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22 of 24 people found the following review helpful
4.0 out of 5 stars Decent & Enjoyable Account
This is Stephen Dando-Collins second book covering the history of a Roman legion, this time he deals with the Fourteenth Legion (14th Gemina Martia Vietrix Legion). I thoroughly enjoyed this author's first book, "Caesar's Legion: The Epic Saga of Julius Caesar's Elite Tenth Legion", so I eagerly awaited the publication of this title. Again I must confess that I have no...
Published on 21 Mar. 2005 by Aussie Reader

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1 of 1 people found the following review helpful
2.0 out of 5 stars XIV Gemina Martia Victrix
The perfect gift for all Roman history enthusiasts is THE ROMA VICTRIX WINE BEAKERCalix Imperium, Roma Victrix Pewter wine beaker
This book is well written but short on historical accuracy one point springs to mind the author mentions that the three legions destroyed in the Varian disaster where numbers XXIII,XXIVand XXV when in fact there is abundant historical...
Published 18 months ago by amazon customer


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22 of 24 people found the following review helpful
4.0 out of 5 stars Decent & Enjoyable Account, 21 Mar. 2005
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This is Stephen Dando-Collins second book covering the history of a Roman legion, this time he deals with the Fourteenth Legion (14th Gemina Martia Vietrix Legion). I thoroughly enjoyed this author's first book, "Caesar's Legion: The Epic Saga of Julius Caesar's Elite Tenth Legion", so I eagerly awaited the publication of this title. Again I must confess that I have no in-depth knowledge of this period, just a keen and general interest.
I found this book as good as the first, in fact, even better. The one criticism I have is the author's usage of modern military titles instead of those used by the Roman Empire. I had little or no knowledge of the 14th Legion but I found the story fascinating, from its decimation in 54 BC while campaign with Julius Caesar through it's campaign in Germany and latter in Britain where it achieved its immortal fame in putting down the rebellion led by Queen Boudicca.
The narrative is full of interesting accounts and information and the story flows along quite smoothly. There are no illustrations within the book and only a few maps which I think could have been of better quality but suffice to follow the story of the 14th legion.
Overall I think this book would be of interest to anyone who enjoys a decent account of the Roman Empire. It's more of a popular history, and not some stuffy dry text of military manoeuvres, tactics and famous commanders of antiquity but an account of the men who did the fighting and dying and who made the Roman Empire what is was.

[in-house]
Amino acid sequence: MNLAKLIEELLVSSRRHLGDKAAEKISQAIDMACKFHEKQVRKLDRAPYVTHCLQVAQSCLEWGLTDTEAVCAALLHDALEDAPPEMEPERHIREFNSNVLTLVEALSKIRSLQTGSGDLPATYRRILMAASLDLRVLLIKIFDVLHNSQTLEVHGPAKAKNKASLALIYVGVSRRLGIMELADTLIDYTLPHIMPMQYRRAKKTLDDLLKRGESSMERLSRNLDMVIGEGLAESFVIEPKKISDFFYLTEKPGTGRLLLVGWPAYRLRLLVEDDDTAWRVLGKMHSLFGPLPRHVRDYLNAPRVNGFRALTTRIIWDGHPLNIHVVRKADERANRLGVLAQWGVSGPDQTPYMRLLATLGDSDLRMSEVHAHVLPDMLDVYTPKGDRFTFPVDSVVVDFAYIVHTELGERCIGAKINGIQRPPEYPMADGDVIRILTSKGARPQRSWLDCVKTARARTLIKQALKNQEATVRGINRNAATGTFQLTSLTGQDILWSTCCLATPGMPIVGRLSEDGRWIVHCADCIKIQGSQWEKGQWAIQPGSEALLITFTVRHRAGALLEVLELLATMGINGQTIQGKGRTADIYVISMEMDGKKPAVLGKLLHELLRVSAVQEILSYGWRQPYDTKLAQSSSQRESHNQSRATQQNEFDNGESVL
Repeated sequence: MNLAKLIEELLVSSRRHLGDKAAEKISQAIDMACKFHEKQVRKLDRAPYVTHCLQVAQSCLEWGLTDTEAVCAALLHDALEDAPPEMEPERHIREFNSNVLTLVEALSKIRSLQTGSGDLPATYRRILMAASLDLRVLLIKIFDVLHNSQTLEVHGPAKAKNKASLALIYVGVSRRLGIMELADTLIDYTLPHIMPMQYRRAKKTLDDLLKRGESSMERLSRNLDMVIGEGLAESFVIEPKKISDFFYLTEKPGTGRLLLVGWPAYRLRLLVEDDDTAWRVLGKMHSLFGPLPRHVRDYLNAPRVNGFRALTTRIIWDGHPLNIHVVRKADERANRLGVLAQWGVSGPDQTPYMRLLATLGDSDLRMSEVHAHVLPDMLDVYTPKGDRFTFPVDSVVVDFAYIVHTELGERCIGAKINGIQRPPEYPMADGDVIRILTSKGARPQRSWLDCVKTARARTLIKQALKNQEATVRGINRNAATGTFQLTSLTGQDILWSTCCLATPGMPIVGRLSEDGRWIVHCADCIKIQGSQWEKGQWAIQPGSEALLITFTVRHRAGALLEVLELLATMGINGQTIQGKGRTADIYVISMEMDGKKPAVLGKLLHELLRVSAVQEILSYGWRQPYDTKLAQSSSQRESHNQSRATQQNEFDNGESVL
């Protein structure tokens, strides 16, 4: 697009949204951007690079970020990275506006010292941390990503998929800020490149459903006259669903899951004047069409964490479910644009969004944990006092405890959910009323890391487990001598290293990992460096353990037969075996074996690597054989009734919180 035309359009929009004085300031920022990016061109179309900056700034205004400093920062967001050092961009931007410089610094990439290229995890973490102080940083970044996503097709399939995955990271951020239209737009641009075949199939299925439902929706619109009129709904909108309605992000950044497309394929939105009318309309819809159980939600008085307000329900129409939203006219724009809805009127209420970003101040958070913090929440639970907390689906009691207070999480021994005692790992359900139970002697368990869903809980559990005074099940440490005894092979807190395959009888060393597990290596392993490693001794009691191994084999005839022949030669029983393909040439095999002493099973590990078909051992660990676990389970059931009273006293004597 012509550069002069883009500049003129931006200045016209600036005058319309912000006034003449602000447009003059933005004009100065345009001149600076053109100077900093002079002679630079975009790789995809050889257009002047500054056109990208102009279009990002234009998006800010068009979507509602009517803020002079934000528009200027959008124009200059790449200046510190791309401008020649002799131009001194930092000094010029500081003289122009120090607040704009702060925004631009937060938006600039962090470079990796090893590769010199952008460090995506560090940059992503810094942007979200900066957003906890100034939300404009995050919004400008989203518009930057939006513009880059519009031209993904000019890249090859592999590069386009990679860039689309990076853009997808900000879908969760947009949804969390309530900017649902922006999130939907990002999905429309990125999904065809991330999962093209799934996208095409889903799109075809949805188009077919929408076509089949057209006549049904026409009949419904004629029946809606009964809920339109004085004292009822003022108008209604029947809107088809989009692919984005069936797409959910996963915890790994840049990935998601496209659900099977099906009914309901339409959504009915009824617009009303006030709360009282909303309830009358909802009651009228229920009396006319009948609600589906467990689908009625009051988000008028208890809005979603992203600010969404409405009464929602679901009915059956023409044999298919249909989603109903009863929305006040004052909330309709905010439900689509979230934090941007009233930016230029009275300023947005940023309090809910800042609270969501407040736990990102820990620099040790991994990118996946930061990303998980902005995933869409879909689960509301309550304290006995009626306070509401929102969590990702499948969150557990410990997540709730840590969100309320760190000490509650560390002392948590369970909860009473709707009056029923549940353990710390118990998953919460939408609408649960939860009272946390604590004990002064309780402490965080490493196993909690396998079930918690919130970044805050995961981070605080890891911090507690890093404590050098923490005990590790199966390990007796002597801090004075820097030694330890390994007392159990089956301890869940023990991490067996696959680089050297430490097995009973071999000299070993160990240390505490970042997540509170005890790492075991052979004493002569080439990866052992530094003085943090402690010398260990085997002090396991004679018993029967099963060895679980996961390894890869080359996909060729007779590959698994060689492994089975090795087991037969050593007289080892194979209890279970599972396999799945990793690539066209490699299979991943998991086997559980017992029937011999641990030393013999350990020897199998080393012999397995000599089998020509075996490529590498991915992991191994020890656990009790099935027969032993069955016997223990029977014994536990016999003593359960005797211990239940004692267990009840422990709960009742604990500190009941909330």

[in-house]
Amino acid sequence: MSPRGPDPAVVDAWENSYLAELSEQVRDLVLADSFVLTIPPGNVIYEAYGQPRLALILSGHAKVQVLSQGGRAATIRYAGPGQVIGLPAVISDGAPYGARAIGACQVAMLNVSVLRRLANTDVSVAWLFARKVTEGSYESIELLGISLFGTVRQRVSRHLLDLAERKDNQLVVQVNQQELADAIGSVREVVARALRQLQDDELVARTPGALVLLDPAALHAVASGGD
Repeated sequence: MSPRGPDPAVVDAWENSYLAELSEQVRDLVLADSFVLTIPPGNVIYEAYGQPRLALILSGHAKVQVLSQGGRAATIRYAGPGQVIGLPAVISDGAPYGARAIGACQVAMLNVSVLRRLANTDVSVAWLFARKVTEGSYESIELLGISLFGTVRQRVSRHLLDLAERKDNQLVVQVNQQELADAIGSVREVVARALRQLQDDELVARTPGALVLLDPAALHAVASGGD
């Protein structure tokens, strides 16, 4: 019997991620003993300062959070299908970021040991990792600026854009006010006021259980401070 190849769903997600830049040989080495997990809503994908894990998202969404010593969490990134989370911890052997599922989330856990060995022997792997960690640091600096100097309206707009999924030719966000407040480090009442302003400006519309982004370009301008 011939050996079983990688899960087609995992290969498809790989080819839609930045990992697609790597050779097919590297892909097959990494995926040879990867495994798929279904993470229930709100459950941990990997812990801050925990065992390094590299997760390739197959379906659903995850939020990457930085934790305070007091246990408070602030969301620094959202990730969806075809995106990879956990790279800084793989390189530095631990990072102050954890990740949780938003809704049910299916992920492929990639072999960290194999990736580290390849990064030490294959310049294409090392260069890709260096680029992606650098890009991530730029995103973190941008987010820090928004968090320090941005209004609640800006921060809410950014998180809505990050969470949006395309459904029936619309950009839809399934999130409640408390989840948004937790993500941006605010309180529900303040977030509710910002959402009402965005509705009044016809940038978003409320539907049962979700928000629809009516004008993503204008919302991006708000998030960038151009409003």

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1 of 1 people found the following review helpful
2.0 out of 5 stars XIV Gemina Martia Victrix, 25 Nov. 2013
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The perfect gift for all Roman history enthusiasts is THE ROMA VICTRIX WINE BEAKERCalix Imperium, Roma Victrix Pewter wine beaker
This book is well written but short on historical accuracy one point springs to mind the author mentions that the three legions destroyed in the Varian disaster where numbers XXIII,XXIVand XXV when in fact there is abundant historical evidence to prove that they where XVII, XVIII, XIX. All in all reads well but be wary.
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1 of 1 people found the following review helpful
5.0 out of 5 stars Nero's Killing Machine, 24 Aug. 2012
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Neil Horton "Neil" (UK) - See all my reviews
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This is a brilliant read. Non fiction but reads well and could well have been a novel. It is the first time I have been able to pick up a book, which gives me information of the major players during the Roman Era. Will definitely be reading it again.
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11 of 14 people found the following review helpful
5.0 out of 5 stars Cleverly Structured and Well-Paced, 2 Sept. 2006
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Fiona Capp (Melbourne, Australia) - See all my reviews
It's a tribute to Stephen Dando-Collins' narrative powers that he won over such a battle-weary reader as myself. No doubt it helped that the fight at the heart of the story involved a woman wronged: the wild Queen Boudicca of Britain. Nero's Killing Machine is written with a filmic sense of the physicality of battle and the fine line between triumph and disaster. FIONA CAPP, Book Reviewer, 'The Age,' Melbourne, Australia.
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5.0 out of 5 stars Excellent, 17 Feb. 2014